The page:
Her prior studies were an M.Sc. in Biotechnology (2007-09) in the Department of Biotechnology Jadavpur University (Kolkata, India) and a B. Sc. In Microbiology (2005-07), University of Calcutta (Kolkata, India).


Dr. Lisa Barrett, MD, PhD, FRCPC, Assistant Professor, Division of Infectious Diseases, Department of Medicine, Department of Microbiology & Immunology, Department of Pathology; Dalhousie Univerisity



Dr. Jeanette Boudreau, Assistant Professor, Department of Microbiology & Immunology, Department of Pathology; Dalhousie University


With a focus on the roles of human immunogenetic diversity and environmental factors, The Boudreau laboratory investigates natural killer (NK) lymphocytes and their role in health and disease. We use humanized animal models and samples from volunteer human donors to investigate the roles and responses of NK cells in health and disease. Our team collaborates with other research groups and physicians to understand how NK cells modulate disease processes, and may be recruited or modulated for immunotherapy of disease.

Funding for the Boudreau laboratory is provided by the Natural Sciences and Engineering Research Council of Canada (NSERC), Canadian Institutes of Health Research (CIHR), Canadian Cancer Society Research Institute (CCSRI) and the Beatrice Hunter Cancer Research Institute (BHCRI). 


Breanna Hargreaves, MSc (candidate), Department of Microbiology & Immunology, Department of Pathology; Dalhousie University

Breanna Hargreaves is a first-year master’s student in the Boudreau Lab.  She is investigating whether NK expressed microRNAs differentiate between responder and non-responder patients suffering from various autoimmune disease. Her goal is to determine whether immunogenetics can predict the outcomes of anti-inflammatory treatment in patients and identify the role of NK cell microRNAs in autoimmune disease. I hypothesize that novel, non-coding, microRNAs are largely responsible for the regulation of pro and anti-inflammatory processes in immune cells, such as NK cells.

Dr. Christian Lehman, MD, FRPCP, Professor, Department of Anesthesia, Pain Mgmt & Perioperative Medicine, Department of Microbiology & Immunology, Department of Physiology and Biophysics, Department of Pharmacology; Dalhousie University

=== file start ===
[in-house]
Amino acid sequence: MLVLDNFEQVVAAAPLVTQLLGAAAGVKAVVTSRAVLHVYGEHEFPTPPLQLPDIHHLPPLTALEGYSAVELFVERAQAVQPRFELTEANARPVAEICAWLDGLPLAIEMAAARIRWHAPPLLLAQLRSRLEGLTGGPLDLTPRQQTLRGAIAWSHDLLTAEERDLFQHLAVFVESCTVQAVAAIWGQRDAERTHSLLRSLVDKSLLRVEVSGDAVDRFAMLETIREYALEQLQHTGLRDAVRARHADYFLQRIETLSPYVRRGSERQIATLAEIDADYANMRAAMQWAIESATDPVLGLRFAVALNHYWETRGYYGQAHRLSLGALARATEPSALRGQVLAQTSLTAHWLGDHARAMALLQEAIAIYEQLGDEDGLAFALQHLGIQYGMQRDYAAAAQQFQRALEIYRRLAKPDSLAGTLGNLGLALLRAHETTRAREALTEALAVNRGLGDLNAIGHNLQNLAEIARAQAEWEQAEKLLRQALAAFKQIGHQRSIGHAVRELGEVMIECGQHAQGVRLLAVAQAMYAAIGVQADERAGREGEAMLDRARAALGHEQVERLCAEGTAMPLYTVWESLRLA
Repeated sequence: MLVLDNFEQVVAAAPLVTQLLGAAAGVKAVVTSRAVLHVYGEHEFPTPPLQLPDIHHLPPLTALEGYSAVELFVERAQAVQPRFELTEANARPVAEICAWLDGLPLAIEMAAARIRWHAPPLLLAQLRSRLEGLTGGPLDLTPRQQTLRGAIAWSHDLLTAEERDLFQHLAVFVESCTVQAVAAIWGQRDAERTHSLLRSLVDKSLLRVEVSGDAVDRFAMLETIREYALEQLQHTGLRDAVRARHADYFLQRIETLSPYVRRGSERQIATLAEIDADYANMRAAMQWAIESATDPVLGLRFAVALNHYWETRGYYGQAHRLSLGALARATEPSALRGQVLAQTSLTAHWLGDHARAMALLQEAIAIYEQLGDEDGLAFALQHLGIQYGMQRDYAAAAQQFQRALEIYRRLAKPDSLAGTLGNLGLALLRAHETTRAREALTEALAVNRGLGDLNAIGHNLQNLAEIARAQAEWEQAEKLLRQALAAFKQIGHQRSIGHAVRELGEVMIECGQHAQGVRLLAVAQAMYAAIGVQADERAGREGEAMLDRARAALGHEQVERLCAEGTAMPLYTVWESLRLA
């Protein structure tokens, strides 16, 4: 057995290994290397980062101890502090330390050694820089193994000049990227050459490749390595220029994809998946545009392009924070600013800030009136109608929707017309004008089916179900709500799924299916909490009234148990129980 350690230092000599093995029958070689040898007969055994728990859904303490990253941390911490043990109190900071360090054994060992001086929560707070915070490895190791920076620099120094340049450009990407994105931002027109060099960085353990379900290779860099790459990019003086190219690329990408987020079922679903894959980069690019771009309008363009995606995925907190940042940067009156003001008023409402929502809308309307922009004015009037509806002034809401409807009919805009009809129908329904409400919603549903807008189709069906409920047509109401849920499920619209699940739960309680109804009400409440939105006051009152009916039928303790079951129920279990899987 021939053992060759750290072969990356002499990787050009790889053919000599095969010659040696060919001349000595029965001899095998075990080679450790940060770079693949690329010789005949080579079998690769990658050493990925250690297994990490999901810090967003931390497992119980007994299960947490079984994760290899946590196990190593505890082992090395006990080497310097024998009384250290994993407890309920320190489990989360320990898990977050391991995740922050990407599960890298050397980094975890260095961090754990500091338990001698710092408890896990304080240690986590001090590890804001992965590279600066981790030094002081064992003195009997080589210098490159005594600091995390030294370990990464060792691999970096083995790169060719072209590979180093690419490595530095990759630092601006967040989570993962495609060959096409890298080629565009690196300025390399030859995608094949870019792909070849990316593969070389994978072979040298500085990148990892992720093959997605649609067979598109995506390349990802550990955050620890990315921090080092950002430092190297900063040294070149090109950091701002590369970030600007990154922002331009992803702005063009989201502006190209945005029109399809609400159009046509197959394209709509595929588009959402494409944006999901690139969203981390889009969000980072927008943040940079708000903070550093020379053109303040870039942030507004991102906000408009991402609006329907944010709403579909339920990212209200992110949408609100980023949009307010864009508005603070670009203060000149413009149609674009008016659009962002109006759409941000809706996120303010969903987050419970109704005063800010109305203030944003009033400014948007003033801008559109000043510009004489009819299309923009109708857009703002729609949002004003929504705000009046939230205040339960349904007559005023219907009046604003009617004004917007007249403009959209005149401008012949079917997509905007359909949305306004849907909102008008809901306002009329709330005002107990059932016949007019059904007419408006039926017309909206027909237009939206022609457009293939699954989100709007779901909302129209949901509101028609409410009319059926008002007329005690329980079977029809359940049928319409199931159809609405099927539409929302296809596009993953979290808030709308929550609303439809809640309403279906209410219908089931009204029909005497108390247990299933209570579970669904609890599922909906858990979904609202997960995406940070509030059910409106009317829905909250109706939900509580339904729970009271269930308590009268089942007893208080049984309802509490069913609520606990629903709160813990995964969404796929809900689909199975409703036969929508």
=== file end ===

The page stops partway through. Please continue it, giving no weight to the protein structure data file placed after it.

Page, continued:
Dr. Christian Lehmann is Professor of Anesthesia, Pharmacology, Microbiology & Immunology and Physiology & Biophysics at Dalhousie University, Halifax, NS, Canada. He is also Staff Anesthesiologist in the Department of Anesthesia, Nova Scotia Health Authority, Halifax. Dr. Lehmann has 25 years of experience in experimental and clinical inflammation research. He established experimental intravital imaging laboratories in Berlin and Greifswald, Germany. His focus of research is the microcirculation, i.e. capillary blood flow, cell-cell-interactions, and endothelial pathology. He participated in diverse German and international clinical multicenter trials, e.g. in sepsis. He joined Dalhousie University in 2007 and currently supervises research in 3 laboratories with modern equipment to study the microcirculation under various conditions experimentally and clinically. He is the author of more than 150 original publications, 13 book chapters and almost 200 published abstracts. He is a member of the Dalhousie Inflammation Group (DIG), the Microcirculation Diagnostics and Applied Studies (MiDAS) research group and the Cystic Fibrosis Translational Research (CFTR) group. In 2009 he founded the RESIST (Research in the Endocannabinoid System in Inflammation, Sepsis and Trauma) group with Dr. Melanie Kelly and others at Dal.


Dr. Tong-Jun Lin, Professor, Department of Microbiology & Immunology; Dalhousie University


Dr. Andrew Stadnyk, Professor, Department of Microbiology & Immunology, Department of Pediatrics; Dalhousie University


Dr. Stadnyk's research is aimed at understanding harmful inflammatory processes in the digestive system,including the inflammatory bowel diseases, infectious colitis, and mucositis triggered by anti-cancer drugs. None of these conditions are curable using the currently-available medications. Using combinations of animal models, cell culture systems and human specimens, his research focuses on the impact of complement, and he was the first to publish that complement becomes activated during small intestinal mucositis and that properdin deficiency protects from mucositis. Dr. Stadnyk works with all levels of research trainees, has a network of international collaborators and shares his expertise through many local collaborations.


Dr. Johan Van Limbergen, MD, PhD, Assistant Professor, Department of Pediatrics, Division of Digestive Care & Endoscopy, Department of Microbiology & Immunology; Dalhousie University 


Dr. Jun Wang, Associate Professor, Department of Microbiology & Immunology


Dr. Wang is an Associate Professor in the Department of Microbiology and Immunology and the Department of Pediatrics, Faculty of Medicine at Dalhousie University, and a full member of the Canadian Center for Vaccinology, IWK Health Centre. The research conducted in Dr. Wang’s laboratory aims to understand the immune regulatory mechanisms underlying host responses to infections and cancer with the ultimate goal of knowledge translation into the development of prophylactic and therapeutic vaccines. The primary focus in recent years is to dissect the role of regulatory T and B cells in regulating protective immunity and pathological chronic tissue inflammation in murine models of Chlamydia infection. Another research focus is to understand how interleukin-17 receptor signalling is involved in cancer-related chronic inflammation, and cancer metabolism using both in vitro and in vivo tools.


Lauren Westhaver, MSc (candidate), Department of Pathology, Dalhousie University

Lauren Westhaver is an MSc candidate with the Department of Pathology, and is co-supervised by Dr. Ian Alwayn and Dr. Jeanette Boudreau. Her research is focused on the role of natural killer cells and mitochondrial damage-associated molecular pattern molecules in the pathogenesis and regulation of ischemia reperfusion injury,  following liver transplantation.